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Eclipse brings tourism and challenges as Oklahoma goes under the shadow of the Moon

Glasses commemorating the 2024 solar eclipse are for sale at visitor centers across the state, including the state Capitol.
Janelle Stecklein
Oklahoma Voice
Glasses commemorating the 2024 solar eclipse are for sale at visitor centers across the state, including the state Capitol.

Any point on the globe can expect to see a total solar eclipse about once every 400 years. This Monday, it’s far southeast Oklahoma’s turn.

Everyone in Oklahoma will experience at least a partial solar eclipse on April 8. It’s an impressive sight. It happened here last year. But being in the totality is completely different — awe inspiring and life-changing — at least that’s according to eclipse chaser David Baron.

“It’s the most dazzling sight in the heavens. It looks like a wreath or a crown that’s made out of tinsel or silk. You see these strands to it. And it just shimmers out in space,” he said.

Baron was a science correspondent for NPR back in the 1990s, and now writes books.

“If you are anywhere near the path of totality, you should make it a priority to get into the path of totality, because in some ways the biggest tragedy of all is to see a 99% partial eclipse because you could’ve gone 20 or 30 miles and you would’ve seen the full thing,” he said.

Hochatown, near Beavers Bend State Park, has a population of about 250. Broken Bow, about 4,000. It’s anticipated 60,000 people will descend on the area by Monday to experience totality. That’s going to put an enormous strain on the infrastructure of mainly two-lane rural highways. State officials have been preparing for this, literally for years.

“This is going to be very challenging”, Department of Transportation Executive Director Tim Gatz said. “Expect first responders to take a little longer than normal to reach a situation that might develop. So we’ve really got to have that awareness. Fill your gas tank if you’re down there. Anticipate that you could be stuck in congestion for an extended period of time.”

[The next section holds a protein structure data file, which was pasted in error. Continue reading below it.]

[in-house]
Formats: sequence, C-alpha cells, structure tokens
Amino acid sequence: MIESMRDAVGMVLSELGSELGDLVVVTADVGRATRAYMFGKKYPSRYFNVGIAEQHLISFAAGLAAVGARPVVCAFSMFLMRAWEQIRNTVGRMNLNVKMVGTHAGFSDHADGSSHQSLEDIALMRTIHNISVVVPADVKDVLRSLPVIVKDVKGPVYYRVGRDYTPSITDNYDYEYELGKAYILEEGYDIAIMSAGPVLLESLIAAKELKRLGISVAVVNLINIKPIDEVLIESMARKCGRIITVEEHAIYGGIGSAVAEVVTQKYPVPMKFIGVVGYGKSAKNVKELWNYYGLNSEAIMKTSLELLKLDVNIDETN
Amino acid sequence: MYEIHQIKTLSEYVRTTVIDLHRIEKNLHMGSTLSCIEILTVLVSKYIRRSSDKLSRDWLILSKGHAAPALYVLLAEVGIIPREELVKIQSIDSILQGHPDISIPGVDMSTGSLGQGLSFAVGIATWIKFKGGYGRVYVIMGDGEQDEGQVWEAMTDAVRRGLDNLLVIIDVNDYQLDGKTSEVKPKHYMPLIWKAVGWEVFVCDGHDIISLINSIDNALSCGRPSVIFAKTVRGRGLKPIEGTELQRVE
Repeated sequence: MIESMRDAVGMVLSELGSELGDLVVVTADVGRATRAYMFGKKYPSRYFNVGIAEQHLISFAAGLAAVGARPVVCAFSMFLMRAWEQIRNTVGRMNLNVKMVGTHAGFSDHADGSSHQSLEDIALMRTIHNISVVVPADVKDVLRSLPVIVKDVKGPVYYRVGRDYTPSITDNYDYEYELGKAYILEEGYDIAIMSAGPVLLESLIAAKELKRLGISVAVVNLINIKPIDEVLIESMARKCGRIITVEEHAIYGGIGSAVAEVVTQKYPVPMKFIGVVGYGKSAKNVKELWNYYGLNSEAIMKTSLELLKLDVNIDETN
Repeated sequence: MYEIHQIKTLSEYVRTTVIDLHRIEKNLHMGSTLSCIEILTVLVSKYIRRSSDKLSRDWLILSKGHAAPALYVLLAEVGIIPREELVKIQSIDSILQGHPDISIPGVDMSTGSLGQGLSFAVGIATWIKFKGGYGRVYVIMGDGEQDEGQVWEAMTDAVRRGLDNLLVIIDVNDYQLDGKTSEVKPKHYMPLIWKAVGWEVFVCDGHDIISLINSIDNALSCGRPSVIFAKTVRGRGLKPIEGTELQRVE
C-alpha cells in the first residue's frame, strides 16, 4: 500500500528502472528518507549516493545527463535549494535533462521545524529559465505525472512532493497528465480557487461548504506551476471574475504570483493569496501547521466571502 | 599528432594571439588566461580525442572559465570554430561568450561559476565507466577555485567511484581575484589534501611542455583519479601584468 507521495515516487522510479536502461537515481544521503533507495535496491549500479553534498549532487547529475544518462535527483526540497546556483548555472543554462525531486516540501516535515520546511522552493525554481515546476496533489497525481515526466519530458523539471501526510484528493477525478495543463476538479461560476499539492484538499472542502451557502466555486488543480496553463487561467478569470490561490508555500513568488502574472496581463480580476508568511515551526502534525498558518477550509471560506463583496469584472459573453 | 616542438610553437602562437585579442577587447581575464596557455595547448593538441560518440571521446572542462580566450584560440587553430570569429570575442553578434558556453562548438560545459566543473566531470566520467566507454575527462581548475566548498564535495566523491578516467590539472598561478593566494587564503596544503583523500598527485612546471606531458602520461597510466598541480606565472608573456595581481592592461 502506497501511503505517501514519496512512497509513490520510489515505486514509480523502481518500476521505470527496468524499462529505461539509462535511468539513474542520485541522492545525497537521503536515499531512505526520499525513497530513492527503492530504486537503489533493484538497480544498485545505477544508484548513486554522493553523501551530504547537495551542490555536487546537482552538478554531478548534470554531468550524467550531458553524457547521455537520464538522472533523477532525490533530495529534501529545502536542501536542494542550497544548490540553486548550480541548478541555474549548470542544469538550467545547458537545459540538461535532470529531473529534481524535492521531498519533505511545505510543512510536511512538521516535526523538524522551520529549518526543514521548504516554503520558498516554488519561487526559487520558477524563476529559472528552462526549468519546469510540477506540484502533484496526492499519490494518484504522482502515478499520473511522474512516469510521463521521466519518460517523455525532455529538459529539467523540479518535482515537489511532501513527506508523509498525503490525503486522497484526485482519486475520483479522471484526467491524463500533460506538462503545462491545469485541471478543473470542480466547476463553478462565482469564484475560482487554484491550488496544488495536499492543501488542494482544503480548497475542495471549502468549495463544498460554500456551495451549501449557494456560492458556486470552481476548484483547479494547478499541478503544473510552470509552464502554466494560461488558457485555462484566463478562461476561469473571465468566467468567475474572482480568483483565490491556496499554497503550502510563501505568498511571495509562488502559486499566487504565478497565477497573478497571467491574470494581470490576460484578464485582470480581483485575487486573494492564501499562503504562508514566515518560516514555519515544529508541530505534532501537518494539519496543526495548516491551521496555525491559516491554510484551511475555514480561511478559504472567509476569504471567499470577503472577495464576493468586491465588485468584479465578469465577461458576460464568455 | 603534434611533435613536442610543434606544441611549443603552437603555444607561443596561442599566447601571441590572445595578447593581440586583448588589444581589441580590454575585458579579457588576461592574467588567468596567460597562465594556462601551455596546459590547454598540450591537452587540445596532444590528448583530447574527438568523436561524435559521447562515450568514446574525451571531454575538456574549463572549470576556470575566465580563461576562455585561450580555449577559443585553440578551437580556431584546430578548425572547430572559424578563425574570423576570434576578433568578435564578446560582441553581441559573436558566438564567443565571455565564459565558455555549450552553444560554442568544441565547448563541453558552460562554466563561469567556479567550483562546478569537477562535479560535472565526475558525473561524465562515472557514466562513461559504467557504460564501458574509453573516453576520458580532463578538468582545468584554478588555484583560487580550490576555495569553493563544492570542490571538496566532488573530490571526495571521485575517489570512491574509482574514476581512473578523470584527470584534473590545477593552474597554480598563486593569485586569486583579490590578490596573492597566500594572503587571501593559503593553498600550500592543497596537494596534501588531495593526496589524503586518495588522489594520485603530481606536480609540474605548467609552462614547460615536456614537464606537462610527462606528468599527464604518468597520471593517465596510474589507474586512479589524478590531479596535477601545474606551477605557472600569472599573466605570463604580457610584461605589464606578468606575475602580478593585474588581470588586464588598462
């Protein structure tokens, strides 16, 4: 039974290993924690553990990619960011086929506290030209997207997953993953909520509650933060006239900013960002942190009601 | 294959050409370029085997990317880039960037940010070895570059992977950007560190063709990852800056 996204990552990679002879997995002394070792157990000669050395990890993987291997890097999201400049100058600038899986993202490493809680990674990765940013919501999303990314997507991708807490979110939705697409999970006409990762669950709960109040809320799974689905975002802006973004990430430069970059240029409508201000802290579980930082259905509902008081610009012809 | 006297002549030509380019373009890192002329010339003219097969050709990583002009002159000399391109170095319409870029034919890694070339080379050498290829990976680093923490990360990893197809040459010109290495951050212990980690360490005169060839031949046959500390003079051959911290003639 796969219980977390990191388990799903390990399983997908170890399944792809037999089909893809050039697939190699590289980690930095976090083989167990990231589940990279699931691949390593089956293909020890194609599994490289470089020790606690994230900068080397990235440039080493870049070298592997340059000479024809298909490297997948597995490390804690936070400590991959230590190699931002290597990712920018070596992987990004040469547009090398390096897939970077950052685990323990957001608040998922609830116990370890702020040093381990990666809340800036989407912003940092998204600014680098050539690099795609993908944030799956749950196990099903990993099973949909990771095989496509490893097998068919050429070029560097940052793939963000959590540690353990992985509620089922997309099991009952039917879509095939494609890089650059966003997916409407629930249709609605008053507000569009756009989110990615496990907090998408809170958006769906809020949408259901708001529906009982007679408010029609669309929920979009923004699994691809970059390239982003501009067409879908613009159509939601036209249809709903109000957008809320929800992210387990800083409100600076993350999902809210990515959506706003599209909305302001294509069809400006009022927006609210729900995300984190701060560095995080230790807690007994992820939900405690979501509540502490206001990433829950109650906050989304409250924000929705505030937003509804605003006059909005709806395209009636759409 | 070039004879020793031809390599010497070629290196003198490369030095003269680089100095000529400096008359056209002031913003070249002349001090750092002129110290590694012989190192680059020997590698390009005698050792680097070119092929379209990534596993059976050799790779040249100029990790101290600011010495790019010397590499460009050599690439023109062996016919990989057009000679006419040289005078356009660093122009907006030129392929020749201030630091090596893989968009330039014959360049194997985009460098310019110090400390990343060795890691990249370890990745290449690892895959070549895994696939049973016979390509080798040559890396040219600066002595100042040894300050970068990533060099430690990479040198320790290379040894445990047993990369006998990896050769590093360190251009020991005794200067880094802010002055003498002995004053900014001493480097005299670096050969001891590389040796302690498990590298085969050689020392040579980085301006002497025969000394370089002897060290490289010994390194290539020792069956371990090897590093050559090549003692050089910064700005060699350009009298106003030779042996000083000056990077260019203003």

The National Guard is being deployed. It’s suggested travelers bring physical maps along with them as the cell service in the area will likely be overwhelmed and GPS spotty. Pets that come along need to be fully vaccinated. Animals can behave strangely and unexpectedly during a total eclipse. There’s a lot for sightseers and authorities to get ready for. The same is true for local businesses.

“Well, we expect a lot of traffic,” Janet Cress, owner of Janet’s Treasure Chest in Hochatown said. “Most of our whole area is on septic systems. We can’t handle people coming into our business just to use the bathroom, not to shop, not to buy anything, just to use the bathroom. So for the Town of Hochatown, we’re going to provide 24 port-a-potties up and down our strip here so people have a place to go to the bathroom so they won’t overload our systems.”

Janet Cress, owner of Janet's Treasure Chest
Logan Layden
StateImpact Oklahoma
Janet Cress, owner of Janet's Treasure Chest

Cress is worried about the sheer number of people coming to Hochatown. But that worry is tempered by what the Department of Tourism estimates to be $7.4 million in economic impact per day this weekend and into Monday.

A few miles away in the North Pole Community, Tinecia Hearne said her convenience store is going to great lengths to accommodate the coming influx of visitors, ensuring fuel tanks are full and there’s plenty of product in stock.

“We are making sure that we have somebody sleep at the store the entire time, because we want to make sure they’re able to get here and they’re not stuck,” Hearne said. “So we have made a bedroom here so that we can be open 24 hours during that time period.”

Local businesses are gearing up. Throngs of people are flocking to this small corner of Oklahoma. And state agencies and officials say they’re ready with a plan to deal with it all. Let’s just hope for clear skies.

Logan Layden is a reporter and managing editor for StateImpact Oklahoma.